The ACE 

A guide for decision-making and professional development planning during times of crisis.

Project-Based Learning

Resources for classes where students learn through the design and implementation of large-scale and/or real-world projects.

Complications & Connections

Complications: Project-based courses may be challenging to translate into an online or HyFlex modality. First of all, group work means professors need to be comfortable with designing technology-based collaborative opportunities. And second of all, true project-based learning means curriculum must be at least somewhat emergent; this can complicate much online-oriented instructional design, which tends to focus on backwards design, competency-based linear progression, and pre-set modules and learning materials.

Connections to ACE: PBL is often built around an adaptable ethos since students are given significant agency in the learning process, which means that the process will in some ways reflect their lived realities. But because PBL is often team-based, we may need to investigate new tools to help us bring together individual students into cohorts that can connect in a sustained way. Doing this while working to ameliorate the different barriers that individual students will face during a time of crisis will mean centering equity in your design process.

PBL Online

If you use PBL in your course, you may want to consider how HyFlex or Modular design can help you group certain kinds of activities that require face-to-face interaction together so that you can run those activities while campus is open. But if the curriculum needs to move fully online, the following resources may help you think about how you can preserve the basic principles of PBL as you transition to an online modality.

  • This webinar by Professors Cathie LeBlanc, Brandon Haas, and Elisabeth Johnston focuses specifically on what faculty should consider when moving a PBL course online.
  • This resource contains tips and projects related to guiding children in any grade through project-based learning—with or without technology.
  • These are the Buck Institute’s Essential Project Design Elements (the “gold standard elements for PBL”).
  • This webinar by PBLWorks focuses on solutions for sticky problems of practice for facilitating PBL online.
  • This is the list of best practices for online PBL created by WPI (one of the more renowned universities doing PBL).

About the Workbook

The Workbook is an online space for you to record your reflections and assignments for the Workshop.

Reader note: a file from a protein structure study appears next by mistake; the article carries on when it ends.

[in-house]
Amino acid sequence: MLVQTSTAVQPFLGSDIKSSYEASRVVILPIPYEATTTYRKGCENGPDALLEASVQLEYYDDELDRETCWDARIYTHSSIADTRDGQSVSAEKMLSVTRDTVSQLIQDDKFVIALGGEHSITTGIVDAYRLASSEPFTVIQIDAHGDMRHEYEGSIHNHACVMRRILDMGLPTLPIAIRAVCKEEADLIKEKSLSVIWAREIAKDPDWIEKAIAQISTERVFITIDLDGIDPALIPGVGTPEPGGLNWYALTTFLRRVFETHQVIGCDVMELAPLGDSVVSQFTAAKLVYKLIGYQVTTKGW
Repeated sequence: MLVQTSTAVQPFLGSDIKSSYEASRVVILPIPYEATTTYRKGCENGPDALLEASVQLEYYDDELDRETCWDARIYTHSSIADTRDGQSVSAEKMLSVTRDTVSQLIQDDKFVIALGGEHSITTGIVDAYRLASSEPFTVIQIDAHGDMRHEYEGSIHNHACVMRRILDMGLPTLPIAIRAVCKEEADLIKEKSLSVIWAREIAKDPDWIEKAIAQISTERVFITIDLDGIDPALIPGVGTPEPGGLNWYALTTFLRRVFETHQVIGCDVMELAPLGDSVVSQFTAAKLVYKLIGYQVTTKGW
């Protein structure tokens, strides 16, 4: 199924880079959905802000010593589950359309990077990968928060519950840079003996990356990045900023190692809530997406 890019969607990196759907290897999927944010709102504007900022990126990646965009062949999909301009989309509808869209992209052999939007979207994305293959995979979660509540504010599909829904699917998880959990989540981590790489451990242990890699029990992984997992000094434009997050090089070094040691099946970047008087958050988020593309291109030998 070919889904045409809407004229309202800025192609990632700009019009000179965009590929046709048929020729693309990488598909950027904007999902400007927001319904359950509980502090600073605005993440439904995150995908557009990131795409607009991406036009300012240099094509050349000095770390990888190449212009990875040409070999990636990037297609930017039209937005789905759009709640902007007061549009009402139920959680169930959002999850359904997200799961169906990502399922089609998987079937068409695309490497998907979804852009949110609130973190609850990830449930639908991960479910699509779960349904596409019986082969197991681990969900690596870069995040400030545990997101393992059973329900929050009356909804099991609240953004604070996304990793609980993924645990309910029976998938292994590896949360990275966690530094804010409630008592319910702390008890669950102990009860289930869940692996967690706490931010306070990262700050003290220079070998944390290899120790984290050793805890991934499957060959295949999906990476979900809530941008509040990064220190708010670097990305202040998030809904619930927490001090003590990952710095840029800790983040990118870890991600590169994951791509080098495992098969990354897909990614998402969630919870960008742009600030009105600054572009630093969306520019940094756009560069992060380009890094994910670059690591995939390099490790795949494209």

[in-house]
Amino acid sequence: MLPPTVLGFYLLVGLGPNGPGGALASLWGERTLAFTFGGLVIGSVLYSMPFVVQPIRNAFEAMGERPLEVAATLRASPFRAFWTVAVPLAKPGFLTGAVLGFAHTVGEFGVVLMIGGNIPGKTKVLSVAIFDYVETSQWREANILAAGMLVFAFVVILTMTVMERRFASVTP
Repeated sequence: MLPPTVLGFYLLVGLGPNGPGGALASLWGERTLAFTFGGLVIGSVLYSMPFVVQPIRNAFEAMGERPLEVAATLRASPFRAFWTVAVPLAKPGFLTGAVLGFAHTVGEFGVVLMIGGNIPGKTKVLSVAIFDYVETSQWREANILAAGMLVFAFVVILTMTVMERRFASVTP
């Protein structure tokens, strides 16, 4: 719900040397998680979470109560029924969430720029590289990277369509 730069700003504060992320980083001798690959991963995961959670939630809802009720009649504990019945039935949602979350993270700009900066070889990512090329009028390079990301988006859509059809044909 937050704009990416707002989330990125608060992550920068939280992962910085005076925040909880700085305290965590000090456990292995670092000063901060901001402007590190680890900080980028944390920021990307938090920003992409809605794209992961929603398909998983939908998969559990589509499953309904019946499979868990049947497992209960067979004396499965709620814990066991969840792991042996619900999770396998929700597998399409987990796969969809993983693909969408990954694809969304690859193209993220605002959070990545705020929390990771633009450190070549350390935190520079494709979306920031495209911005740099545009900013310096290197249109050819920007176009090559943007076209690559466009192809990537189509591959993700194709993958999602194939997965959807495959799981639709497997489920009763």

Participants at PSU will be using an Office 365 Word Document (available via the “Files” section of the “General” channel in the ACE Workshop Teams space).

Participants at other institutions should check with their Workshop Facilitator(s) about where to work on their Workbook.

About the Discussion Forum

The Discussion Forum is an online space where all the members of the Workshop can share ideas and reflections and build community

Participants at PSU will be using the ACE Workshop Teams space).

Participants at other institutions should check with their Workshop Facilitator(s) about where to access their Discussion Forum.

About the VidSpace

The VidSpace is an online space for synchronous video meetings among participants (that can also be recorded and shared for asynchronous access).

Participants at PSU will be using Zoom (available via the Zoom tab in the ACE Workshop Teams space).

Participants at other institutions should check with their Workshop Facilitator(s) about where to access their VidSpace. 

About the ACE “Institutional Level”

The ACE Framework is primarily designed for faculty who are readjusting their curriculum during times of regional, national, or global crisis. But in order for the work that faculty do with their assignments and courses to be most effective, it should be aligned with the institutional mission, which should guide policy and structural planning related to curriculum and teaching.

The institutional level of the framework is a reminder to faculty that if their adjustments at the assignment- or course-level are difficult to operationalize successfully, it could be due to larger policies and structures that are mis-aligned with the ACE Framework; advocacy may be warranted to bring the institution into alignment.

The institutional level of the framework is also a call to university policy-making committees, administrators, Boards of Trustees, and legislators that there is much work to be done to prepare university policies and structures to support students and faculty who are learning and teaching through challenging times.